From what I’ve heard, (unfortunately I haven’t seen it, so I can’t comment), it sounds like a pretty great show with some script issues. There are plenty of shows on Broadway that have played for months, even recouped, that have major script issues. So why can’t Bonnie & Clyde do the same thing?

What is your take? Are you going to help “save” Bonnie & Clyde and buy a ticket? Or do you think it’s a huge media blitz to fill houses before December 30th, their “non-posted” closing date.


10 thoughts on ““Bonnie & Clyde”… by the numbers

  1. “Nice, puppy. Gimme yer $$ or I’m gonna shoot the damn dog dead”. A shakedown B&C gangster-style.

  2. I wouldn’t buy a ticket unless I could see it myself (mostly because if I had the money, I’d go to NY to see it anyway). But I don’t understand what all the craziness is about. I did notice that even though the seat are above 75% capacity, that the potential gross is hovering in the 40% area. Like you said, without knowing the potential weekly expense stuff, you can’t really tell what’s going on. I do think that some shows aren’t ever given a chance to succeed because producers are so afraid of losing money. Shows sometimes need time to build a following. And producers don’t seem to be patient enough to wait on the word of mouth to get around.

  3. I saw the show twice. It has it’s problems, but is pretty good. I enjoyed it. If the producers had put a penny into advertising before it started previews or now, maybe they wouldn’t be in this mess.
    I’ve no idea what their operating costs are, but their average ticket price is not the lowest on Bway & their grosses have not been horrible. Lyssie Jones’ avg price is under $20!
    I have friends in this cast & friends who are in love with this show. I think the producers are just jerking people around trying to get as much cash as they can out of it before announcing a closing. They didn’t get rave reviews and are “cutting their losses”. Otherwise, why refund advanced sales BEFORE posting a closing notice?
    It should be noted, 2 of it’s producers (2 that I know of, could be more) are producing other shows coming to Bway in the Spring. So they may have a financial reason to close this show if it’s not making what they consider to be enough profit each week. They may think they have a better chance with the other show. That could be my suspicious, cynical mind at work, but I think a good argument could be made to support this position.
    Bottom line: The producers of Bonnie & Clyde are jerking the cast & fans around and, no matter what happens, that doesn’t foster a good relationship for this or any of their future shows.

  4. The problem with a “Save Our Show” campaign, is: when does is end? Let’s say the show makes it past December 30. What about the next time things are looking bad? Will they launch another campaign in a month? In three months?

    And I definitely plan to see it, but I wouldn’t “donate” a ticket. Broadway is a commercial venture. In non-profit crisis fundraising (remember the Magic Theatre a couple years ago?), the artists appealed to the community because the producer (the theatre) didn’t have the money. But in this case, the producer already has money. They’re just choosing not to spend any more of it on the show. By suggesting that audience members can “donate” their ticket, the cast is asking people to give money that will only go towards minimizing the losses of someone’s bad investment.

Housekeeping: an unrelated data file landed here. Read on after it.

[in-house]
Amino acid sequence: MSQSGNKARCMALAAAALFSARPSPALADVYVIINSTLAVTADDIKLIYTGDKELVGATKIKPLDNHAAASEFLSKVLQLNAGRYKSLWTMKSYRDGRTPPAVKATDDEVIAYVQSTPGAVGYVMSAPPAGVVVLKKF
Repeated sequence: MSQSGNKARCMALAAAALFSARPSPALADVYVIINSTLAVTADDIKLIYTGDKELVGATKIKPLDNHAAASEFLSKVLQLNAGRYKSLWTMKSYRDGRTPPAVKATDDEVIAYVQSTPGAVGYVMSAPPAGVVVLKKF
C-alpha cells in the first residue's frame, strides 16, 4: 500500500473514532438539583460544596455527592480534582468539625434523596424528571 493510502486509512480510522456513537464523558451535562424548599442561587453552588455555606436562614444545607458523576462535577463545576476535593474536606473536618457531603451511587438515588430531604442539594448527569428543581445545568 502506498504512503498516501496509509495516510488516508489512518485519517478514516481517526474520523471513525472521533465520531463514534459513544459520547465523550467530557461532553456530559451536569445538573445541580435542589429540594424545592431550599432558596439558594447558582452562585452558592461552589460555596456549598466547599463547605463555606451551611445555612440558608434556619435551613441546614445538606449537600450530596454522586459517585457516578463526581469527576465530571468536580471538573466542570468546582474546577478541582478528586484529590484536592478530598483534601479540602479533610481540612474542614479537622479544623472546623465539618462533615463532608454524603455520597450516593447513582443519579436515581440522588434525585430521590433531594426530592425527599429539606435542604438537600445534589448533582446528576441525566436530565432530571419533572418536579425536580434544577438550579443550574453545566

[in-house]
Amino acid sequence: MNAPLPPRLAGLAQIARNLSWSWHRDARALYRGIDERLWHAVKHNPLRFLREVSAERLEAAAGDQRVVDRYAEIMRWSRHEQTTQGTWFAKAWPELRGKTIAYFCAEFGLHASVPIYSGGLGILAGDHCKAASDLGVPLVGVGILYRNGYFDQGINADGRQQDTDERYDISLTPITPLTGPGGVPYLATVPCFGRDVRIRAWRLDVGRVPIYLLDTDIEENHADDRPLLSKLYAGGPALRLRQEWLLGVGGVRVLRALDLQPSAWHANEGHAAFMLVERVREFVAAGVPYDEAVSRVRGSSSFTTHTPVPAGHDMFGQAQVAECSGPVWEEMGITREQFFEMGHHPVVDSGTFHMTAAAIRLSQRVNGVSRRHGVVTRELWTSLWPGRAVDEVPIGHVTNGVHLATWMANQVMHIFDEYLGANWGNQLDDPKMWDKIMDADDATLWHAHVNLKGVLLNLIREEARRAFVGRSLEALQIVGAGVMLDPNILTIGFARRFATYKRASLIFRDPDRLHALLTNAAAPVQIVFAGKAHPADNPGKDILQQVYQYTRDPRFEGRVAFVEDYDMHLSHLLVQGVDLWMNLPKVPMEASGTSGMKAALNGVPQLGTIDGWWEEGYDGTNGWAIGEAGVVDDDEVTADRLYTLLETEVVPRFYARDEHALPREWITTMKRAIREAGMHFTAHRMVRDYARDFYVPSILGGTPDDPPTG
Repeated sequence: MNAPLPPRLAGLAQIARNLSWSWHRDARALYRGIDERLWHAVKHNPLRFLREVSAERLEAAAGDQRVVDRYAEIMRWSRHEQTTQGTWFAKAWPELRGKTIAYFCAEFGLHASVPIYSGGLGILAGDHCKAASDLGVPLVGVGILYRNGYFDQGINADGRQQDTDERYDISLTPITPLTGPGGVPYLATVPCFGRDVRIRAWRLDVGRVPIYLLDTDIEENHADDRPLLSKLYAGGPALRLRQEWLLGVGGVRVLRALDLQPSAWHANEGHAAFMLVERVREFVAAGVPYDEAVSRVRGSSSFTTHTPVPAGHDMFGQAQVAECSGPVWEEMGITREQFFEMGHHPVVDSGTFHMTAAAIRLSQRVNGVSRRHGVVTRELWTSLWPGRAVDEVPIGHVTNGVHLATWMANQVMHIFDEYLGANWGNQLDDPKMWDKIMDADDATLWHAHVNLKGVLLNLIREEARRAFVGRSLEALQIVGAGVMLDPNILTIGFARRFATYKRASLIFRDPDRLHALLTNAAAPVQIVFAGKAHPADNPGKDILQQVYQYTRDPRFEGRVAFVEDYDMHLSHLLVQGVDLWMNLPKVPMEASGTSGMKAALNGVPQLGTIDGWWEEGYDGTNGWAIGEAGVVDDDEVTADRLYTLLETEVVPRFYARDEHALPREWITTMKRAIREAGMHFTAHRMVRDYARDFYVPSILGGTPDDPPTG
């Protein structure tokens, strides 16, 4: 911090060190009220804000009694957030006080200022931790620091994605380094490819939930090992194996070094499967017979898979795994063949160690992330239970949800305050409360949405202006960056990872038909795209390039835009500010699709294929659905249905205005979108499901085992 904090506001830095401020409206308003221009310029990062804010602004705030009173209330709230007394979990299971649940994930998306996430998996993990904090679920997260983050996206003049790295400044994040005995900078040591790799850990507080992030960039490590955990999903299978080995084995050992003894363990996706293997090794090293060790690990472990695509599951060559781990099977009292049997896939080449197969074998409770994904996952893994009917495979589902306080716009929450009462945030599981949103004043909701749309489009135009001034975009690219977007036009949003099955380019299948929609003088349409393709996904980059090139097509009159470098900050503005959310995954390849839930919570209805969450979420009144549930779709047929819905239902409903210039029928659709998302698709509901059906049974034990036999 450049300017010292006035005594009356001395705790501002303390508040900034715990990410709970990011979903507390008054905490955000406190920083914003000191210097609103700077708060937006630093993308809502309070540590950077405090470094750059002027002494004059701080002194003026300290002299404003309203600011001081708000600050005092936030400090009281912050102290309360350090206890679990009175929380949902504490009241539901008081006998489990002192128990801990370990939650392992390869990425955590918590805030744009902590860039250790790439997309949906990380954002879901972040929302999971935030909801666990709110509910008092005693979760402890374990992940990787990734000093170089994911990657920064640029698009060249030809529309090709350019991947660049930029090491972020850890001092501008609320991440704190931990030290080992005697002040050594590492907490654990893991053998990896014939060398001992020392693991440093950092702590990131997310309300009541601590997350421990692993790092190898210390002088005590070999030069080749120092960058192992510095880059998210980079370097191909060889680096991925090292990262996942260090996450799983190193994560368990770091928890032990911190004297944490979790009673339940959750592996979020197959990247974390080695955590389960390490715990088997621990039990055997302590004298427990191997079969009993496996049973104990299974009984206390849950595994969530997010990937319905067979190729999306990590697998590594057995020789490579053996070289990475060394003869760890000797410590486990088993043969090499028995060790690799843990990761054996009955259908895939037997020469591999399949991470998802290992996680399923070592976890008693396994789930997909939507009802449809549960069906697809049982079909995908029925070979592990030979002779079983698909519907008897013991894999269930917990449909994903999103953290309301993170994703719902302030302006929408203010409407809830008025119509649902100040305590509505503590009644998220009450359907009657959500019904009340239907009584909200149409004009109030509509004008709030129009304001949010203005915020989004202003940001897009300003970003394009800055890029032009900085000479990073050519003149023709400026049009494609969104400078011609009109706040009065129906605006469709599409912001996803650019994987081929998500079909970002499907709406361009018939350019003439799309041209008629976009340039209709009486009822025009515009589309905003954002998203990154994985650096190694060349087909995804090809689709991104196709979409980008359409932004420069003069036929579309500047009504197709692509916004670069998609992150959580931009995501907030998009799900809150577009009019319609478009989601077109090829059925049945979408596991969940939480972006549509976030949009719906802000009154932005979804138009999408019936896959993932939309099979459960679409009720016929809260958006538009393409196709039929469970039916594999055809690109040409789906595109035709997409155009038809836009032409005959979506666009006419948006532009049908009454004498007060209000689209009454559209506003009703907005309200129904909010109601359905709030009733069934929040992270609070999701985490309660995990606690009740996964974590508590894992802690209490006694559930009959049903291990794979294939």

5. I was told recently that “Clear Day” was in the 650k a week range (Connick is getting 100k by himself). Godspell, in a smaller space, is in the 300 range. I would bet that the weekly budget, including marketing, is in the 450-500k per week range. This probably is more about the bad advance as it is soft sales.

    The “save our show” campaign is well intentioned, but will prove to be ineffective. People with enough disposable income to buy blocks of tickets for the less fortunate are the people who would have invested in the first place if they cared. The average patron can’t throw $150 at this, and you would need 10,000 people to do that to make a difference anyhow.

  6. I think the actors’ efforts are honorable. They are simply passionate about the show. While I don’t think it’s a great show, it has great moments. Most importantly, it didn’t desrve the virulent reviews it received. Sincerely, they were far worse than they should have been. BONNIE & CLYDE has a tremendous cast and a tremendous score, and it deserved better reviews.

  7. I feel really bad for the actors. They are being told that if their show sells well this week, they will stay open, and I don’t think that’s true. If the producers had any intention of staying open, why would they stop selling tickets past the 30th and also have to return money to ticketholders? If they actually do they think they can stay open this way, it’s a terrible strategy. I enjoyed Bonnie & Clyde and I’m sorry you probably won’t be able to take your students. What would you see instead?